There has been lots in the news over the last 12 months on the rise of food banks. The Trussell Trust, which runs 400 food banks across the UK, said it handed out supplies to 350,000 people between April and September 2013. Shockingly a third of those being helped were children.
Headlines have been full of stories and opinions on why this increase is happening; from Edwina Currie saying that people who use food banks spend their money on dog food and tattoos to the House of Commons debate and the rise of food poverty bloggers and campaigners such as Jack Monroe (http://agirlcalledjack.com/)
Whatever your thoughts on this matter it is clear that people are more and more in need of emergency food. With this in mind I went to meet Emily O’Brian a project manager at Brighton & Hove Food Partnership, (http://www.bhfood.org.uk/support-for-you/)a not for profit organisation which works with all aspects of food. In July 2013, in light of the rise of food banks locally (there were 3 and now there are 10), the Food Partnership started facilitating the Food Banks and Emergency Food Networking Meeting which bought together organisations from across the city to ‘share common problems, learn from each others good practice and develop joint solutions’.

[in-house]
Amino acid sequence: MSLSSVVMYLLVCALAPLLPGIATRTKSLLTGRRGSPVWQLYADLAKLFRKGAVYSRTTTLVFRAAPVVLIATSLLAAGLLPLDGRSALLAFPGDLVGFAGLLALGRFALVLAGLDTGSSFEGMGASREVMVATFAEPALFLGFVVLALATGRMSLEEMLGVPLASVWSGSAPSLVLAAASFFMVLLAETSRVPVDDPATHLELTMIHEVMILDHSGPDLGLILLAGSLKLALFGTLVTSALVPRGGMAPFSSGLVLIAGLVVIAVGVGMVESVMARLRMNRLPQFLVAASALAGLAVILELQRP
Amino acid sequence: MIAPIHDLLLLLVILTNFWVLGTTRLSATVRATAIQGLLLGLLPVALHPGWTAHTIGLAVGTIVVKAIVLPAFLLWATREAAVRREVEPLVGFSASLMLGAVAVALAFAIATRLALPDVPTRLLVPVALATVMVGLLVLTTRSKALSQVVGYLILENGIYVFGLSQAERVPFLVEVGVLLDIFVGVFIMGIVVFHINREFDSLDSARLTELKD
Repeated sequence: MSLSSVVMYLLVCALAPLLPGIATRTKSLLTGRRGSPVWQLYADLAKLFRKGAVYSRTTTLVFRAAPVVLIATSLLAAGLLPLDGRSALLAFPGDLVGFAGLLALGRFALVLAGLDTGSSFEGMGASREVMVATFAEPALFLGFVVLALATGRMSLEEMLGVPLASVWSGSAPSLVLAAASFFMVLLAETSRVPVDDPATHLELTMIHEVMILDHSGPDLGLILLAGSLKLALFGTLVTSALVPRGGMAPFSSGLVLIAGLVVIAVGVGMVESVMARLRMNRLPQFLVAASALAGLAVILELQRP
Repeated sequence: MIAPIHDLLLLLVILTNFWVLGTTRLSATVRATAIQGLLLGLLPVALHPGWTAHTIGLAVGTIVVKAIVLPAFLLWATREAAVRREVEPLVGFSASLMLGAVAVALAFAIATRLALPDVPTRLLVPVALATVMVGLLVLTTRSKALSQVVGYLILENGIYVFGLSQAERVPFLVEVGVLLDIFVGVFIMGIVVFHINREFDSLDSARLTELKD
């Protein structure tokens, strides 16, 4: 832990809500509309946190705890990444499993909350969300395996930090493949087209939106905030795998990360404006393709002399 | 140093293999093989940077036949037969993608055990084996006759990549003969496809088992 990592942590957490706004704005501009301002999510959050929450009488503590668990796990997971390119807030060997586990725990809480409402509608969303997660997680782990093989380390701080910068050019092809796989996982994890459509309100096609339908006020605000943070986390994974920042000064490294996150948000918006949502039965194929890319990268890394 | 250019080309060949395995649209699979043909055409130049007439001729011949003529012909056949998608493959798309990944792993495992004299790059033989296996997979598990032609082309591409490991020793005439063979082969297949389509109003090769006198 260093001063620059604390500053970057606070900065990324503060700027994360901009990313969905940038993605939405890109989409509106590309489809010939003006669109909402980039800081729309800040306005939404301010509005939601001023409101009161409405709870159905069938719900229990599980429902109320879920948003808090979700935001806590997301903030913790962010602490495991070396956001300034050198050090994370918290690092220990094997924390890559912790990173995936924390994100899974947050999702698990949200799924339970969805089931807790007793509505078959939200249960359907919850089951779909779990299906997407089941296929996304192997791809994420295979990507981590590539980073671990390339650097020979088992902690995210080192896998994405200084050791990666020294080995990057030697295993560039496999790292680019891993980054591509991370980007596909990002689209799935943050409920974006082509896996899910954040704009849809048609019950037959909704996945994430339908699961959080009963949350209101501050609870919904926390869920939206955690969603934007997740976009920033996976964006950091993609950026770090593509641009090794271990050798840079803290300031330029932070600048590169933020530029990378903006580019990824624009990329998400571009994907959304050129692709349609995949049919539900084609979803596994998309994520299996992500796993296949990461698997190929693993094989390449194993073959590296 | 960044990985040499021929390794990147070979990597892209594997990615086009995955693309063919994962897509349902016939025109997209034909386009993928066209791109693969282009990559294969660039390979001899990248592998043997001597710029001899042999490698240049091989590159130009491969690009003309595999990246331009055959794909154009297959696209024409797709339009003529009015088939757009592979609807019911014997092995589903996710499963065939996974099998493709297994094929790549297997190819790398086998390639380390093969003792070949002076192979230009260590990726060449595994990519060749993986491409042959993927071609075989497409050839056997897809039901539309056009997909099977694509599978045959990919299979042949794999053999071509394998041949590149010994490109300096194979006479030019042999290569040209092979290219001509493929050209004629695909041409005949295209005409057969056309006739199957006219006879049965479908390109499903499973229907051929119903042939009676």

One of the key areas for development is the relationship between food banks and the advice sector. Food poverty is often an outcome of underlying problems such as debt or benefits issues (a third of people accessing food banks are doing so because of delays in benefits payments) and while food banks help with the immediate crisis they can’t necessarily help with the root cause.
There have been pilot schemes; the Social Inclusion Team from Brighton & Hove City Council did an advice surgery at the food bank in Bevendean but there is work yet to be done. I would love to hear from anyone working either in food banks or the advice sector who has ideas on strengthening links and providing a more holistic service to those people in need.
Tweet me @TessAdvice with #advicebrighton, email me on firstname.lastname@example.org or comment here!